Consider inventories, for example. In an inflationary period, a producer who expects input prices to increase in the future is induced to build inventories on the theory that what she pays now is less than what she will pay later. This diverts financial resources and working capital away from future production, diminishing the producer’s ability to respond to future market developments and increasing her exposure should demand weaken.

Labor contracts are another example of efficiency costs. Notwithstanding the certainty that prices will increase, uncertainty prevails in an inflationary period. Workers respond by, among other things, demanding shorter labor contracts—one year instead of three, for example. But this comes at a cost. By regularly diverting resources from efficient production to the much more basic question of staffing, substantial costs are imposed on companies.

Inventory building and labor contract shifting are just two examples of inflation avoidance activities. Others include annual cost of living adjustments (COLAs), index pricing, adjustable rate mortgages and inflation gaming, which is probably best described as speculation based solely on the movement of prices, rather than the actual production of goods and services. To be sure, each of these produces a few winners. As with gambling, the right combination of guessing and dumb luck can occasionally produce a jackpot in an inflationary period. Also as with gambling, however, luck always and inevitably comes to an end, creating far more losers than winners.

Was the inflation of the 1970s simply an extended run of bad luck? Or was something else involved? In fact, monetary policymakers did get a very bad break in the form of sharp OPEC production cuts in 1973. But it wasn’t the oil price shocks that triggered inflation. Consider this: in the five years following the oil price shocks, inflation in Germany fell from around 7 percent to below 5 percent; inflation in Japan declined from around 30 percent to below 5 percent. And each of these economies imported a much larger share of oil than the United States did.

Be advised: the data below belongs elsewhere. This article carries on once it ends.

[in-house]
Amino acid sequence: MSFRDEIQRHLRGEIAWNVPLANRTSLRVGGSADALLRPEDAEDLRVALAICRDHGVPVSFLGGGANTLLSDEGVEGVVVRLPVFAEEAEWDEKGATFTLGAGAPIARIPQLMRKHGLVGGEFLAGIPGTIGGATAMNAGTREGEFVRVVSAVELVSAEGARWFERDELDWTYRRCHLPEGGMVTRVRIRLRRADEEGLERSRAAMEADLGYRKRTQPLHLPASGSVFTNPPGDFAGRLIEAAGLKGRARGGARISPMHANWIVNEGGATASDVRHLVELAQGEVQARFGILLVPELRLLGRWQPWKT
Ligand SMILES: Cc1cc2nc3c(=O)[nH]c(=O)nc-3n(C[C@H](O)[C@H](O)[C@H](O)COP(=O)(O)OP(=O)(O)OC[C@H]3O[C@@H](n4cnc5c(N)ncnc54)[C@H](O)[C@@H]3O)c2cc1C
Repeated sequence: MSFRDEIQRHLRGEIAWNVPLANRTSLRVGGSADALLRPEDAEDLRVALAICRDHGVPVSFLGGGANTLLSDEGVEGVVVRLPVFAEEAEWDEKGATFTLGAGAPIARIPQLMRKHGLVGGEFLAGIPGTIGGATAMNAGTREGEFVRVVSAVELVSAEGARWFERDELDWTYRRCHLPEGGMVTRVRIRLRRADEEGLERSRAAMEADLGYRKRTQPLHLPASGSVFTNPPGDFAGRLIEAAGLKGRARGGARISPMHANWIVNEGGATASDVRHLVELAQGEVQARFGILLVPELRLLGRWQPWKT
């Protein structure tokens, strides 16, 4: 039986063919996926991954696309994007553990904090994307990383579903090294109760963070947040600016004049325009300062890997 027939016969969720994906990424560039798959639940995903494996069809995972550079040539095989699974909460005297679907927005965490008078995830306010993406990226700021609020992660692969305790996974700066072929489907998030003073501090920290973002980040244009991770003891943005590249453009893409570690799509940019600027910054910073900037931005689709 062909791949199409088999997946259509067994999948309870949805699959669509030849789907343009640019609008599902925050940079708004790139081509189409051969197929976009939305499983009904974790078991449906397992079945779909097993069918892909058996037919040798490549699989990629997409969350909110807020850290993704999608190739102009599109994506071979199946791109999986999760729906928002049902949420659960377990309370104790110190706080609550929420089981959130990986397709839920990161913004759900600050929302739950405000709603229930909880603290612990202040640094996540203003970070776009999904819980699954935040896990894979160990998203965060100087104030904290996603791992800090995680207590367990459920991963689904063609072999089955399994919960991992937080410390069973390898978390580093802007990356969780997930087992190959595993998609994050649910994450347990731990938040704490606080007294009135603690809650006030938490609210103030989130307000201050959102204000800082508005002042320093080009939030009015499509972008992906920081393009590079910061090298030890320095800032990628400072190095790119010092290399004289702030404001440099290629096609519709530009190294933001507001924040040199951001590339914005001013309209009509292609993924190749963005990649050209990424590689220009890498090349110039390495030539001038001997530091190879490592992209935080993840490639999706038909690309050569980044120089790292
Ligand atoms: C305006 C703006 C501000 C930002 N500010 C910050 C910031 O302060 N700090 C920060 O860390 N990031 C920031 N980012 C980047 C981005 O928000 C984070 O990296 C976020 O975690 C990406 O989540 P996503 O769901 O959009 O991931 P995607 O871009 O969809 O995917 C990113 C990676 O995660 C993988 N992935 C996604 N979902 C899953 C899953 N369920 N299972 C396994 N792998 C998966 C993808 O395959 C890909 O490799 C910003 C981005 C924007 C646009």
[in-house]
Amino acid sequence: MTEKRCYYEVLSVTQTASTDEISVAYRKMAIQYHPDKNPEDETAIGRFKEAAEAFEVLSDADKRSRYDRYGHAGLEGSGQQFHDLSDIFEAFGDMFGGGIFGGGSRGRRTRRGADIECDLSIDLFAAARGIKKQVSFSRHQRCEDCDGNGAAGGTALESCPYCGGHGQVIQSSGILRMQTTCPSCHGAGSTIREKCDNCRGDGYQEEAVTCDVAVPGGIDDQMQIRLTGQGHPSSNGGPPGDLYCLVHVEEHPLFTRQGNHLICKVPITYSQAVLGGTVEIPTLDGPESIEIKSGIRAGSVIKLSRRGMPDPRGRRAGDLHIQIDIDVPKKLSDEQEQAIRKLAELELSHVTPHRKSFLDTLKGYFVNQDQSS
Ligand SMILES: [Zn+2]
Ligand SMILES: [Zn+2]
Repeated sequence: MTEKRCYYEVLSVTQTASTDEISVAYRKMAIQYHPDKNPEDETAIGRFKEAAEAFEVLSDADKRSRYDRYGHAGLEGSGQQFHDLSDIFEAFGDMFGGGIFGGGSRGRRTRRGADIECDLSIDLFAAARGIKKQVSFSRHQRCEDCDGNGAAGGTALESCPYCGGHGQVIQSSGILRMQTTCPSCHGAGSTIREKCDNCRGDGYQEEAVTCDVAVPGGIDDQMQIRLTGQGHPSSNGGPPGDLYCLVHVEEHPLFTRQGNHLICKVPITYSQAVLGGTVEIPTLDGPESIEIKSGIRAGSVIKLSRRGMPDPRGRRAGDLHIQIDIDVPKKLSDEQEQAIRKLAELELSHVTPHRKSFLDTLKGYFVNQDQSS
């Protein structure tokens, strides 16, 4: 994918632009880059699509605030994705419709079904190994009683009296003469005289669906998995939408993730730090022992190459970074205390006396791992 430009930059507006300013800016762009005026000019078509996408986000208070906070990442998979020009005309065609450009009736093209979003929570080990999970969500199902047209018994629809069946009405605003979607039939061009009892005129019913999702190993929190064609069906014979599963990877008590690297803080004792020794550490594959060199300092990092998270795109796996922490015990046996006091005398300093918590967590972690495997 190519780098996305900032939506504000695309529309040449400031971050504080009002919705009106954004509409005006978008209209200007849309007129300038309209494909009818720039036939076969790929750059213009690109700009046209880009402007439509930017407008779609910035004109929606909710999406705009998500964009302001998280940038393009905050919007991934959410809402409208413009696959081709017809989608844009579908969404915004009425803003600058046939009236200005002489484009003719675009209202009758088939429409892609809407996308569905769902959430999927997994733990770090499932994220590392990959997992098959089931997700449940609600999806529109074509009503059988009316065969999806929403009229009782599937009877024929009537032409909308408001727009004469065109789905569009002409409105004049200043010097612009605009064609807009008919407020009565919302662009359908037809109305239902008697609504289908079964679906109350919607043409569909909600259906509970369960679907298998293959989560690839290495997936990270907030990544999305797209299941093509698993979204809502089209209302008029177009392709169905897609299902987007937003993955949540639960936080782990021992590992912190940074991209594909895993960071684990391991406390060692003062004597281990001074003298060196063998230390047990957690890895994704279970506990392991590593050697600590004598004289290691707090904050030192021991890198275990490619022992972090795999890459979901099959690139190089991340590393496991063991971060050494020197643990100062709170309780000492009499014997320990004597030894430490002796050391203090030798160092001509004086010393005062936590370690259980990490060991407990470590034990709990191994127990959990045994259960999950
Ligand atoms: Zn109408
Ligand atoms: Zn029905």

The difference was the monetary policy response. Price shocks—positive or negative—do not give consumers more or less money. Instead, they give consumers more or less money to spend on other things. The Fed’s response to the oil shocks of the 1970s was to ease monetary policy. This easing, it was thought, would mitigate the effect of having so much less to spend on other things. It is clear that the Fed’s policy did, in fact, cushion the economy in part; the recession would have been much deeper otherwise, as it was in Germany and Japan. The inflation that resulted was the inevitable consequence of that policy choice and should have been no surprise.

But if monetary policies triggered the high inflation of the 1970s, they also would be an essential first step toward its ultimate cessation. Beginning in the late 1970s, new monetary policies were implemented by the FOMC under the leadership of Chairman Paul Volcker. The results were not immediately favorable.

Inflation institutionalizes price increases and expectations. They feed each other in a sort of vicious cycle that becomes very, very difficult to break. By the time the Fed began to take action against inflation, expectations of inflation had long since been hardwired into the economy. The Fed could not change those expectations overnight. However, the Fed could tighten monetary policies, which is an essential first step toward bringing money and credit growth back in line with output growth. What happened, of course, was that inflation decelerated gradually, the legacy of misguided, accommodative monetary policies, while economic growth slowed immediately. It initially produced some of the worst economic performance in our modern history: rising unemployment and relatively high inflation.